Collaborative and large team meetings also play a quite an important role for the business, especially with young minds vast event and campaign calendar. The breakout space includes a projector screen to allow for company meetings, training session and department / team get together.
To create a sense of arrival and inject their brand into the space, we worked closely with some of the Young Minds activists to create an impactful graphic that resonates with the charity and the young people the charity has helped.”
What challenges were you faced with?
“Our biggest challenge faced was working with the building as much as possible within the design to keep the project to both budget and schedule. Exposed ceilings can be challenging for acoustics. Our way of overcoming this was to create bulkheads where all our walls had to go to the ceiling. This meant we could create the best possible acoustic seal around the high level mechanical elements. And in areas where we didn’t need to have acoustic privacy as much we designed to the level of where the bulk head would begin instead. This helped us keep to the budget and gave us a distinct design direction for height throughout the space. Our mesh paneling, graphics, glass partitioning and doors, would also meet the bulk head starting point, giving us a clean and consistent finish at high level.”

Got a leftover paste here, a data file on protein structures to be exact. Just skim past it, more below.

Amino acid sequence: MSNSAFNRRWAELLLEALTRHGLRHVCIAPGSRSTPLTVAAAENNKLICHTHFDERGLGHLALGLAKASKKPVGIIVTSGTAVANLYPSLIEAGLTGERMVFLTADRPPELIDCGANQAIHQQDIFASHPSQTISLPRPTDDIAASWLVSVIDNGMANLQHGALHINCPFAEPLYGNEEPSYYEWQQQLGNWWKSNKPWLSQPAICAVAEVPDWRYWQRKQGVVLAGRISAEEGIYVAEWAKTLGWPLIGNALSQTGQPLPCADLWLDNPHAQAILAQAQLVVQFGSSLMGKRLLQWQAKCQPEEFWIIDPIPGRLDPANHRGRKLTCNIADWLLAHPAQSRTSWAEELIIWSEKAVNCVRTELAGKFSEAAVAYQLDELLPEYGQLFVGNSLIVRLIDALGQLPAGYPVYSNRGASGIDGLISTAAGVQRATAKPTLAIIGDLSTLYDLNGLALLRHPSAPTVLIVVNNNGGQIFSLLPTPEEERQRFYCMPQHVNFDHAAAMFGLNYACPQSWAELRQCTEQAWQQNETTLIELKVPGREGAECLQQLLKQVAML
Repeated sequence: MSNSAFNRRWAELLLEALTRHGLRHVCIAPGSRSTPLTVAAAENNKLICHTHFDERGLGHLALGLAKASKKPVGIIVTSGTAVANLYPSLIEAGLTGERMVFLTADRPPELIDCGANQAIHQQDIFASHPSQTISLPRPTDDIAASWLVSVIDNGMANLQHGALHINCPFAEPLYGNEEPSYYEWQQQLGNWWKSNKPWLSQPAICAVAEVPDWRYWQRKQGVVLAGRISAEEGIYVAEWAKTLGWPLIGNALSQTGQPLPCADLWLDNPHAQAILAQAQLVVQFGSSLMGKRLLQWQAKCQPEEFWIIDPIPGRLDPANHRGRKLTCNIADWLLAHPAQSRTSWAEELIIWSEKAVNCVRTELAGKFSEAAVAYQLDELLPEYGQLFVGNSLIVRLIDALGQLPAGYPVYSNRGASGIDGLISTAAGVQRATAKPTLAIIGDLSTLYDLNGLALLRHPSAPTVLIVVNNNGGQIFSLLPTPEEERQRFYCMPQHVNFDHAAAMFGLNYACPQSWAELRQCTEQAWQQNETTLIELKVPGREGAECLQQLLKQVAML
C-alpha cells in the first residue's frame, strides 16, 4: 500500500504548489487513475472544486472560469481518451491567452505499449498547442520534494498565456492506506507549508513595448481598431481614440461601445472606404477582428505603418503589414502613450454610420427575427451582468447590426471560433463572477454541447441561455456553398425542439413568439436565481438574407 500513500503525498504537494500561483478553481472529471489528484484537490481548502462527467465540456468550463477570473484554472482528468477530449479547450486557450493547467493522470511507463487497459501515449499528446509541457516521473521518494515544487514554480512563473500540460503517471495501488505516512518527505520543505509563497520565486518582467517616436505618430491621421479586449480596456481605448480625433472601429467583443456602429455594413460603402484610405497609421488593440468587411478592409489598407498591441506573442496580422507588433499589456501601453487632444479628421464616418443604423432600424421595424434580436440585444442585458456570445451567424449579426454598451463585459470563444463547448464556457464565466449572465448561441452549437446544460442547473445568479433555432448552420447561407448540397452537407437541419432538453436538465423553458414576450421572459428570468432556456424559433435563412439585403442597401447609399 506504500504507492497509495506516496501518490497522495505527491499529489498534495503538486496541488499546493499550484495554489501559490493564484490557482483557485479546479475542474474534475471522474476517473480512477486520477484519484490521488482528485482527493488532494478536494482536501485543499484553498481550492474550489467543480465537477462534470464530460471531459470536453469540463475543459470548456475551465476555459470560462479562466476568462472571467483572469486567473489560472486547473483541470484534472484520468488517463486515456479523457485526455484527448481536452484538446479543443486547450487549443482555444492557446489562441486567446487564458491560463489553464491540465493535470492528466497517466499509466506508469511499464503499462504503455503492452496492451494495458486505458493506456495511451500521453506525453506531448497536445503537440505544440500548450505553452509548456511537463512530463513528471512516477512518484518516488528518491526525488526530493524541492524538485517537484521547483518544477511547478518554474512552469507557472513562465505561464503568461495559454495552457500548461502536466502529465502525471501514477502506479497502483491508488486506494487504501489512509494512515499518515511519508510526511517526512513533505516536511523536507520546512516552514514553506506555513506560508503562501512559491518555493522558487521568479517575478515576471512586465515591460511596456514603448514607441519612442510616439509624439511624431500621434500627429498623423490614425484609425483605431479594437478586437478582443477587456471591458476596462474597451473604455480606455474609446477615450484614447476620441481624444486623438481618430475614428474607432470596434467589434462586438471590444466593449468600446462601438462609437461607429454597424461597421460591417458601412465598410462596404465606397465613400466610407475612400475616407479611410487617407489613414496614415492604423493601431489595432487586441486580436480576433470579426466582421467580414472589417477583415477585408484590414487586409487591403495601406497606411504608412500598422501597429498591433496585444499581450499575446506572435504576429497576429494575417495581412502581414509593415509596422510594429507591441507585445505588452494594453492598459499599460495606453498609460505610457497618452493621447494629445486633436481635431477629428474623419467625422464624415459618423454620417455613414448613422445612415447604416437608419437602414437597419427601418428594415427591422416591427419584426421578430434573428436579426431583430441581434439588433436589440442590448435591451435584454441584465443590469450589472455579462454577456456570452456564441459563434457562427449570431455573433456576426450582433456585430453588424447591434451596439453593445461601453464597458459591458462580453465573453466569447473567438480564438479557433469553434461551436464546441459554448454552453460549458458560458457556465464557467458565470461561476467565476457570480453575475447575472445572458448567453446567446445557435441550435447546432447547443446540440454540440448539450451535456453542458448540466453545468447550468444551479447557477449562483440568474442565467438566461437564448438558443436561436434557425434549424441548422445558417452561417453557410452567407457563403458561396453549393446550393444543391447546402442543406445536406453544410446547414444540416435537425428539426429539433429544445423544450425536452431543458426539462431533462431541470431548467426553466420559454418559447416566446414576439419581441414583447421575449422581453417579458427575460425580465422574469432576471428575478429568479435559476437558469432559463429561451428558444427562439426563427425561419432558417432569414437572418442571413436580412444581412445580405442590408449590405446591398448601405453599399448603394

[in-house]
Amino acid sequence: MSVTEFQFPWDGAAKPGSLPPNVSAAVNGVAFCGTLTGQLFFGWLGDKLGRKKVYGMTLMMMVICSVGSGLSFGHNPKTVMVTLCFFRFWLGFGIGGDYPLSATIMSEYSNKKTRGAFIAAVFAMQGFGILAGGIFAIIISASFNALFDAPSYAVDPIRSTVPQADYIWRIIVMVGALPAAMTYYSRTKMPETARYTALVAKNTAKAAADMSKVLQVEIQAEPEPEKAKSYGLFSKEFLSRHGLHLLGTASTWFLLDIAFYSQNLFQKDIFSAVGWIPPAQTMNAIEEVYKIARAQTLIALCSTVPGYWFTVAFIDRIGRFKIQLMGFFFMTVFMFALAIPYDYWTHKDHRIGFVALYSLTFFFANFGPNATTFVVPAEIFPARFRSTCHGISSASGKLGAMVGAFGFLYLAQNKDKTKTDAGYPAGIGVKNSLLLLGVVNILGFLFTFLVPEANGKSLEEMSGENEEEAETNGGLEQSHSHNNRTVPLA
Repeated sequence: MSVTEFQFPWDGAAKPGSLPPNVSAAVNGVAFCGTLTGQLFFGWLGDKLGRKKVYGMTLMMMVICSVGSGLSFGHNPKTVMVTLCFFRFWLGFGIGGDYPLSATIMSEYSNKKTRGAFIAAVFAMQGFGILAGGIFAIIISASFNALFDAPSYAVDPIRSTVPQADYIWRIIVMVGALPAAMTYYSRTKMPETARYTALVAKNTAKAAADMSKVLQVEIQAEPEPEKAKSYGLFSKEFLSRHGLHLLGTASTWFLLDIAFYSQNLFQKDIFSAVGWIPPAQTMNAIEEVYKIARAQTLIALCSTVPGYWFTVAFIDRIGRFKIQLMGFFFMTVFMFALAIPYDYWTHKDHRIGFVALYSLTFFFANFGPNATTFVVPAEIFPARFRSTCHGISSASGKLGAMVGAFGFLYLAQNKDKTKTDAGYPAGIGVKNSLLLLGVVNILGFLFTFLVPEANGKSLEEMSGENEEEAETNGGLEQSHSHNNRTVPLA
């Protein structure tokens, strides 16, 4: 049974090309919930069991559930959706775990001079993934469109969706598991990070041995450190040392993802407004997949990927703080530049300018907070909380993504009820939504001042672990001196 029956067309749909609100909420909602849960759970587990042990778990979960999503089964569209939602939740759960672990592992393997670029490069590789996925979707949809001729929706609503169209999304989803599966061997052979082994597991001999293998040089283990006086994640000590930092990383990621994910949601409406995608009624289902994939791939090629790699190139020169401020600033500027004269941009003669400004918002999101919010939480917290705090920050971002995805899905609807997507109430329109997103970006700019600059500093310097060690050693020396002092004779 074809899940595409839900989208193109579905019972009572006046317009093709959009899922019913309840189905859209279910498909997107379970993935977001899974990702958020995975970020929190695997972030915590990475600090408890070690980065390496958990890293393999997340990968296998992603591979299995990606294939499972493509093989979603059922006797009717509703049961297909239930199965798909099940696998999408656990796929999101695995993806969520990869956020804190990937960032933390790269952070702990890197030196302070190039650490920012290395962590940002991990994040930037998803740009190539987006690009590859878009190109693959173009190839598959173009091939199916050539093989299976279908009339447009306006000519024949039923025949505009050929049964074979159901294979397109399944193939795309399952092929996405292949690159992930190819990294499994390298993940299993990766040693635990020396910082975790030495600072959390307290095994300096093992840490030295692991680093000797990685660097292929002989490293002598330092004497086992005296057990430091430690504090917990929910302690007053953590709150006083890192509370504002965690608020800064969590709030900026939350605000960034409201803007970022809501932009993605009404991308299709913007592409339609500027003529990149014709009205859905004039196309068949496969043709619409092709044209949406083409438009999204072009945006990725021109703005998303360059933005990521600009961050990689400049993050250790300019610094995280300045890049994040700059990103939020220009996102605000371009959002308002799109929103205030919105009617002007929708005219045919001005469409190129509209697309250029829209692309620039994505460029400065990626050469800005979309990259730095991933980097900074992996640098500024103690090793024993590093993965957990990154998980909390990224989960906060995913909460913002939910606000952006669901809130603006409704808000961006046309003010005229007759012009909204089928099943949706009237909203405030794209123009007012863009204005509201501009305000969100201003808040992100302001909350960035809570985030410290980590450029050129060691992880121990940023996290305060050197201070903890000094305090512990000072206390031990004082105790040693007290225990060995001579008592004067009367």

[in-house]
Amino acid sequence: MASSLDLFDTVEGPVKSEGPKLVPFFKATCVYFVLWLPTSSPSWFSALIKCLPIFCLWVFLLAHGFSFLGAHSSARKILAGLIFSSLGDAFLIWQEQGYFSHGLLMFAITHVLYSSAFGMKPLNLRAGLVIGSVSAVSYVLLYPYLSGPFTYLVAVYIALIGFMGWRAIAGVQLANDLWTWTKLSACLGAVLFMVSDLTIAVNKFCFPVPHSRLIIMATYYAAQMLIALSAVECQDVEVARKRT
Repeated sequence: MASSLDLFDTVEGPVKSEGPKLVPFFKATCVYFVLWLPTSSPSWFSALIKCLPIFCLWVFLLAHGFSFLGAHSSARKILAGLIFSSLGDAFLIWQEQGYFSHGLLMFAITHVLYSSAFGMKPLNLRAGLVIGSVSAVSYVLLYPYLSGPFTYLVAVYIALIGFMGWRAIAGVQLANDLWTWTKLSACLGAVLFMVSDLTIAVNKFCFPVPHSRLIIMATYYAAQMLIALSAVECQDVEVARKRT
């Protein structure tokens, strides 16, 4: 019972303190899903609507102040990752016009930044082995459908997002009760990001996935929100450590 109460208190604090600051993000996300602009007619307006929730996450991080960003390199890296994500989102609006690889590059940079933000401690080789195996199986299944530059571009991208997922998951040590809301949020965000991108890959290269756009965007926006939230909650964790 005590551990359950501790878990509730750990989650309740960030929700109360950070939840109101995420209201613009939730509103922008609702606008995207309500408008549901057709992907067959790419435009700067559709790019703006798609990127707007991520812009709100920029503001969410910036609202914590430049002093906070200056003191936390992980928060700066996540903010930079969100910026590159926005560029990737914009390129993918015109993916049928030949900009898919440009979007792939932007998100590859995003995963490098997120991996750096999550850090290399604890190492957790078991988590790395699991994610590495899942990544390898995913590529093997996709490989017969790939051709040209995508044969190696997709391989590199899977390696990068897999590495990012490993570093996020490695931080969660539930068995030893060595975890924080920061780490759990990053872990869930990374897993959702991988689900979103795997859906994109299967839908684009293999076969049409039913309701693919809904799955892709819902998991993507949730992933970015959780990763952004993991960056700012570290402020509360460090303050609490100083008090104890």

How did you approach on this project in terms of working with the Young Minds team?
“The main approach on this project from the very start was to work collaboratively with Young Minds and be transparent with everyone involved. This meant that everyone knew what the end goal was right from the start and the timeline and budget was agreed upfront and managed throughout.
From the get go we worked closely with Devono Cresa to help find the perfect office space for Young Minds. We space planned and gave indicative costs for most of the buildings that Young Minds were considering to help them make a decision based on the possibilities surrounding each one. This gave them a clear indication of whether the building was a suitable size for both present and future growth, an idea of the costs involved and generally showing them if each space was feasible.
We held weekly meetings with subcontractors and the client to discuss the progress. This meant we could keep everyone updated and quickly resolve any challenges that came up to keep the project moving in the right direction.”
How was the brand integrated into the space and why was this important to the design?